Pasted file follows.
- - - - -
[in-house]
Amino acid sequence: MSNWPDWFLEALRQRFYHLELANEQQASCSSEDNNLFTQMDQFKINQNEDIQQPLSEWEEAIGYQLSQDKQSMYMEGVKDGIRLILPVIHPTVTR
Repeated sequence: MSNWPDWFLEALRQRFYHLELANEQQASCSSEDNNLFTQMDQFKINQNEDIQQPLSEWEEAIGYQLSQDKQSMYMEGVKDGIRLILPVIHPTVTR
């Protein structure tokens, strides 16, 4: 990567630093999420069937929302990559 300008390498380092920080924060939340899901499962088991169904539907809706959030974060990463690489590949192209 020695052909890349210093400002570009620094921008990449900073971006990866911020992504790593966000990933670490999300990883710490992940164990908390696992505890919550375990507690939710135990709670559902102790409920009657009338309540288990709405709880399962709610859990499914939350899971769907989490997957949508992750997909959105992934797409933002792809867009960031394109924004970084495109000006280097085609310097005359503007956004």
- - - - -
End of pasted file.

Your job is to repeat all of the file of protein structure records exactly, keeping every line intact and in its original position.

[in-house]
Amino acid sequence: MSNWPDWFLEALRQRFYHLELANEQQASCSSEDNNLFTQMDQFKINQNEDIQQPLSEWEEAIGYQLSQDKQSMYMEGVKDGIRLILPVIHPTVTR
Repeated sequence: MSNWPDWFLEALRQRFYHLELANEQQASCSSEDNNLFTQMDQFKINQNEDIQQPLSEWEEAIGYQLSQDKQSMYMEGVKDGIRLILPVIHPTVTR
């Protein structure tokens, strides 16, 4: 990567630093999420069937929302990559 300008390498380092920080924060939340899901499962088991169904539907809706959030974060990463690489590949192209 020695052909890349210093400002570009620094921008990449900073971006990866911020992504790593966000990933670490999300990883710490992940164990908390696992505890919550375990507690939710135990709670559902102790409920009657009338309540288990709405709880399962709610859990499914939350899971769907989490997957949508992750997909959105992934797409933002792809867009960031394109924004970084495109000006280097085609310097005359503007956004």